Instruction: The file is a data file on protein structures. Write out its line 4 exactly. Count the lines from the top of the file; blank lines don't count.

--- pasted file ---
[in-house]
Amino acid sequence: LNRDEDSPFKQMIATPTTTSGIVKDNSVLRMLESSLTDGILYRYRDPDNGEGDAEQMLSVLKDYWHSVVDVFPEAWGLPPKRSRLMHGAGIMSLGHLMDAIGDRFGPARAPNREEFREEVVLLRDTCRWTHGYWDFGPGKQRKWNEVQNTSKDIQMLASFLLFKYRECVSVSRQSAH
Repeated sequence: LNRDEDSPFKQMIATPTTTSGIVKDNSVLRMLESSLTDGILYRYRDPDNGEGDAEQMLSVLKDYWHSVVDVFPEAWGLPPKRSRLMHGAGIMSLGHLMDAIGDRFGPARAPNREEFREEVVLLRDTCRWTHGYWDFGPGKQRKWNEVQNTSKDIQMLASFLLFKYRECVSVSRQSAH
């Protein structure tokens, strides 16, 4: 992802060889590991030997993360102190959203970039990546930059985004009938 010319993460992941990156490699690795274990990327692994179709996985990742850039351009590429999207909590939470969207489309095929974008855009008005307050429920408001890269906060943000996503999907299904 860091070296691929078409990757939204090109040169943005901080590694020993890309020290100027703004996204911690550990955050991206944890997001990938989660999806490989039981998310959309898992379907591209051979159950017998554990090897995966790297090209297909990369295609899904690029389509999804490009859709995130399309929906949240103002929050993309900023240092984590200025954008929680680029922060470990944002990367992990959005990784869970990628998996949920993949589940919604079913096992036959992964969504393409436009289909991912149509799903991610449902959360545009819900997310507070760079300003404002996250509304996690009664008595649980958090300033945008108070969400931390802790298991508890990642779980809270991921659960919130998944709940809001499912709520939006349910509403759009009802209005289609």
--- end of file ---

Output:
């Protein structure tokens, strides 16, 4: 992802060889590991030997993360102190959203970039990546930059985004009938 010319993460992941990156490699690795274990990327692994179709996985990742850039351009590429999207909590939470969207489309095929974008855009008005307050429920408001890269906060943000996503999907299904 860091070296691929078409990757939204090109040169943005901080590694020993890309020290100027703004996204911690550990955050991206944890997001990938989660999806490989039981998310959309898992379907591209051979159950017998554990090897995966790297090209297909990369295609899904690029389509999804490009859709995130399309929906949240103002929050993309900023240092984590200025954008929680680029922060470990944002990367992990959005990784869970990628998996949920993949589940919604079913096992036959992964969504393409436009289909991912149509799903991610449902959360545009819900997310507070760079300003404002996250509304996690009664008595649980958090300033945008108070969400931390802790298991508890990642779980809270991921659960919130998944709940809001499912709520939006349910509403759009009802209005289609």